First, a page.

Internationalising fault lines
Over the past few years, mainstream media and social media forums in both India and Pakistan have increasingly engaged in highlighting the fault lines prevailing in their opponent’s territory. This has been complemented by an indirect outreach to diasporas with an intent to internationalise such fault lines, which is substantiated with an increase in public demonstrations by members of the Sikh, Kashmiri, Baloch and Pashtun diasporas living in Europe and the US.
But for Pakistan, the policy of using Punjabi culture as a strategic tool has alienated conservative groups at home. It also unsettled ethnicities that share an uncomfortable history with the Sikh empire, such as the Pashtuns, who found themselves in incessant wars with Ranjit Singh in the late 18th and early 19th century. Besides, the killings of two revered revivalists, Shah Ismail and Syed Ahmed Barelvi at Balakot, by Sikhs in 1831 stand in contrast to the building blocks of the Pakistani nationalist narrative that claim these Islamic revivalist movements of the 19th century as the precursor to the idea of Pakistan.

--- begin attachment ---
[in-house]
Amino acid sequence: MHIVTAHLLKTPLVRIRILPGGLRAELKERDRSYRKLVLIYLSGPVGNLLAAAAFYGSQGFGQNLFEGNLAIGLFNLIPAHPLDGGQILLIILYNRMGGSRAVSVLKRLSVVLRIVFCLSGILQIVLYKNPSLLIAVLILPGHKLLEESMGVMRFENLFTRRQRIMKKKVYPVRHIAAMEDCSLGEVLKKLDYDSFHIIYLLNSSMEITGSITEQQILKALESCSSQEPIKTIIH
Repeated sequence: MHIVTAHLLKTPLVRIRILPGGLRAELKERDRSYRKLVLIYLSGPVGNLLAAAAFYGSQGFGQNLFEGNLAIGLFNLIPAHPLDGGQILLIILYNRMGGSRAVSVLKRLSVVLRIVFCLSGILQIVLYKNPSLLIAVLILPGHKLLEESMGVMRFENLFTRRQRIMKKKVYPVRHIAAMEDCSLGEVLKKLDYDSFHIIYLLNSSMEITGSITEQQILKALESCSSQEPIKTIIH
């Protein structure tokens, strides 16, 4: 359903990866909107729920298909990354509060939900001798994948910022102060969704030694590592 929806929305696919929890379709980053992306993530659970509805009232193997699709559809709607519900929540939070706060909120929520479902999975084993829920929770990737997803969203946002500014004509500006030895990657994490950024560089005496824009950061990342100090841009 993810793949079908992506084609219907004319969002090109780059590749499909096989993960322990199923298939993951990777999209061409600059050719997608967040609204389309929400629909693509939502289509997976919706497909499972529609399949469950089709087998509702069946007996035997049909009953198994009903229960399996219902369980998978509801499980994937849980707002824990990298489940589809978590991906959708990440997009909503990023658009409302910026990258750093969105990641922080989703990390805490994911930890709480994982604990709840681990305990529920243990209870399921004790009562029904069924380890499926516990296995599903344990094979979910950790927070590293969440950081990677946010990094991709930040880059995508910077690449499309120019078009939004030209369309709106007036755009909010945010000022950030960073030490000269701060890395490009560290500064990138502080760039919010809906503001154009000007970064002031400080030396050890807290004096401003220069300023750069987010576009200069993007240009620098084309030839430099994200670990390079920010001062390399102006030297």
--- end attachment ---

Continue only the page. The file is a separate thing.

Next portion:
Further, the history of the violent absorption of Multan into the Sikh empire in 1818 means that Pakistan’s Punjabi outreach causes discomfort among South Punjab’s Seraiki circles, where politico-economic disparities vis-à-vis mainland Punjab have only amplified a distinct consciousness tied around a separate linguistic identity.
For Pakistan, this embrace of Punjabi culture has been a tightrope walk. At home, there are curbs on many celebratory aspects of Punjabi culture, such as flying kites on the spring festival of Basant. Islamabad knows that its attempt to fan Khalistani separatism as it reclaims Sikh heritage has the potential to exacerbate the grievances of its own smaller ethnic groups. Their strategic aims notwithstanding, these paradoxical impulses nevertheless come with their share of domestic costs attached.
Prateek Joshi is a Dphil candidate at the University of Oxford. His research looks into the historical evolution of Indian foreign policy.